Which of these Colombian habits or customs do you relate to the most? Do you think some of these are more regional vs. national?
1. If your mother calls your name, you certainly don’t answer “¿qué?” (What?). You respond “Señora?!?”…
Otherwise, she will immediately say “Señora, aunque se demore un poco más” (Ma’am, even if it takes a little longer). You learn that you must always respond respectfully.
2. Your favorite hard liquor, Aguardiente, isn’t the same for all Colombians! What you drink depends on the region you grew up.
In Colombia, there are several types of ‘aguardiente’. So your favorite might be Antioqueño (tapa roja o azul), Néctar, Llanero, Tapa Roja or other, and for sure you’ve tried most of them.
3. You are always ready to eat arepas. And no matter what, you just don’t get sick of them!
You can eat all kinds of arepa, any time of day. From the plain one from Antioquia to the sweet arepa de chocolo, all are perfect for breakfast, for lunch as a side, as a snack in the afternoon with a nice hot chocolate cup or even for dinner stuffed with beef, cheese or any other ingredients.
4. You consider the best medicine for a cold or the flu is aguapanela with lots of lemon juice.
It is an infusion made from panela, a solidified subproduct from sugar cane. The panela is always present in Colombian households.
5. You know how to dance.
Even if you are not an expert, the rhythm will flow through your blood somehow. You might ever start dancing wherever there’s music, even if it’s not a party.
6. You love fútbol (soccer) and will never get over the 5-0 Colombia vs Argentina.
Once upon a time… Colombia won five goals over zero to one of the favorite teams (Argentina), during the classification round of the 1994 World Cup. You can easily relive that day in your mind.
7. And you’ve celebrated the triumph of Colombia in a soccer match throwing eggs and flour (Mayzena) at everyone on the streets.
Plus, you chant after goals is with the song “Colombia tierra querida”.
8. You have danced until dawn and got drunk in one of the many carnivals and festivities of the country.
It might have been in the Carnival of Barranquilla, Feria de Flores in Medellín, Blacks and whites Carnival in Pasto, San Pedro in Huila, Festival Vallenato in Valledupar, Feria de Cali, Feria de Manizales… and those are just the famous ones!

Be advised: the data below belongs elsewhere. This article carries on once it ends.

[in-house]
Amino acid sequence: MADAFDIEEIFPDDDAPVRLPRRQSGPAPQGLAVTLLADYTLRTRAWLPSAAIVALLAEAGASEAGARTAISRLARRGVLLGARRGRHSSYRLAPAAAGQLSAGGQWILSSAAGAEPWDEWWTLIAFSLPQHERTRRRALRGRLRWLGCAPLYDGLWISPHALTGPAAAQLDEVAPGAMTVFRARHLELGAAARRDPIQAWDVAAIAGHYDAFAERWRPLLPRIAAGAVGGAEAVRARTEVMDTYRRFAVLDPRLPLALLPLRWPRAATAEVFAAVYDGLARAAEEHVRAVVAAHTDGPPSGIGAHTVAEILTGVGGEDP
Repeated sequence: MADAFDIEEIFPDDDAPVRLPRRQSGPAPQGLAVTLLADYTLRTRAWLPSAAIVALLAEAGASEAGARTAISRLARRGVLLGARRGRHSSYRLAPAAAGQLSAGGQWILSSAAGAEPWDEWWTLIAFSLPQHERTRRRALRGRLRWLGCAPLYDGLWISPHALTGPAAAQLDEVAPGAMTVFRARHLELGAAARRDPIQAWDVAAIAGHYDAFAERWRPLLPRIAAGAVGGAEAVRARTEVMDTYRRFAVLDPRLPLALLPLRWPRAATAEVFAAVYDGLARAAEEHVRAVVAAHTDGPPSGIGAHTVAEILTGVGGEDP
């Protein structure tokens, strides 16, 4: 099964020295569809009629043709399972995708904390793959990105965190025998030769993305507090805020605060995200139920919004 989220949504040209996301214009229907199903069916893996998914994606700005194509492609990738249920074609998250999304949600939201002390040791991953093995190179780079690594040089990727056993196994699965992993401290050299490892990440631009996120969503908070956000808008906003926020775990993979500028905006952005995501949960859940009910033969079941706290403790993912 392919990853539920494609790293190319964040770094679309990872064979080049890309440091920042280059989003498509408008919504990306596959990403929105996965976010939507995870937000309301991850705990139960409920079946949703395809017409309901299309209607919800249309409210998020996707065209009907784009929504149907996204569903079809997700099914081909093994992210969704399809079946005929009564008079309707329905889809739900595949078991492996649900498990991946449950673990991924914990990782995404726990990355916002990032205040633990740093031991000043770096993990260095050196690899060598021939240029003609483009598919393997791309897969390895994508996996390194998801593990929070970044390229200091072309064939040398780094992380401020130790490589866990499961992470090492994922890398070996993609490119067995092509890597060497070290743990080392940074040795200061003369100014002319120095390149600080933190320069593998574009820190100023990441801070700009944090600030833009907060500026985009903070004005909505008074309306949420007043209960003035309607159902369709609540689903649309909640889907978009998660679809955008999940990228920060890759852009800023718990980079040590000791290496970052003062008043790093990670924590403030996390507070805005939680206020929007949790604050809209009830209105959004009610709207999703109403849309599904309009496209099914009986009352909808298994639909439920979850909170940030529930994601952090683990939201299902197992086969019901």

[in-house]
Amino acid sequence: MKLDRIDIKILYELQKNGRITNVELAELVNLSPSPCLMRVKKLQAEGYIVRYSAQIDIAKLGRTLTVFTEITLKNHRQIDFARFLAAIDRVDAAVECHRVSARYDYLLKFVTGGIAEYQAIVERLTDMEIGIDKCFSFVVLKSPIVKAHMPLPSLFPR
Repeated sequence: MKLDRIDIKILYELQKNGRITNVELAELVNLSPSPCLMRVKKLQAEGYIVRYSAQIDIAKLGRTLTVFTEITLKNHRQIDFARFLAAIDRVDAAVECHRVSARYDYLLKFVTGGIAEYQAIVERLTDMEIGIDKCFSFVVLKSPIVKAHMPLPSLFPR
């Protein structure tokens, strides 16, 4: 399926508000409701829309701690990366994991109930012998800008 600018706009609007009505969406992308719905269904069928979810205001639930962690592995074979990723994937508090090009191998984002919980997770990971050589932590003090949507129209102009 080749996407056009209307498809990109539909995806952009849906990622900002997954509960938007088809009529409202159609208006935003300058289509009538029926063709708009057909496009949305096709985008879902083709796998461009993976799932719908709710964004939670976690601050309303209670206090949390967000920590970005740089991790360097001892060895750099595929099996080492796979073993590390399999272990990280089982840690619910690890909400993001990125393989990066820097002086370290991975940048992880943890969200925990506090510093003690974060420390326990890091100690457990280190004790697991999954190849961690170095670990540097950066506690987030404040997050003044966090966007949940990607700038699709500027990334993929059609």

9. If you are invited to a friends or family reunion, you will be there at least half an hour late.
In Colombia, it’s normal to arrive late, especially to informal events. If you are on time, don’t be surprised to be by yourself for about half an hour or more.
10. You’ve heard your parents say “esto no es un hotel, mientras usted viva en esta casa se hace lo que yo digo” more times than you can recall.
It translates to “this is not a hotel, as long as you live in this house you’ll do what I say”. And they mean it, even if you are already over 18.
11. Christmas season is a synonym of eating natilla and buñuelos.
Natilla is similar to a pudding -with blackberry syrup on top- and buñuelos are fried corn flour balls with cheese. Sometimes, simple does make perfect.
12. It wasn’t Santa bringing you presents, it was Baby Jesus himself (The Niño Dios).
And you never asked how a baby could deliver them, just like other kids don’t bother worrying how fat Santa gets to every household.
13. You have run around your block carrying a suitcase on New Year’s Eve at least once, and burned a life-sized doll we call “Año Viejo”.
We Colombians believe that’s the way to make traveling wishes come true. We are also supposed to eat twelve grapes, for abundance and prosperity. Año Viejo is stuffed with notes containing our worst memories and our greatest wishes before we burn the doll.
14. In Spanish, you express all words in the diminutive form.
We Colombians are obsessed with “little words”. Everything has a “little form”. La casita (the little house), un abracito (a little hug), un poquito (just a little), un amiguito (a little friend), un regalito (a little present)… Just put the ita/ito ending to any word and you will sound Colombian.
15. When you buy something, you ask for a present.
When you are at the store or being served food at a restaurant, the way you ask for stuff is by requesting to be given a “present” or gift. The expression, in Spanish, is “¿Me regala un tinto y un jugo?”. Outsiders shouldn’t be worried: it’s just a way to ask for things, we will pay for it in the end.
We edited these fifteen “Colombianadas” that were originally found at 24 Signs that You Were Raised in Colombia. Did we leave out any of your favorites?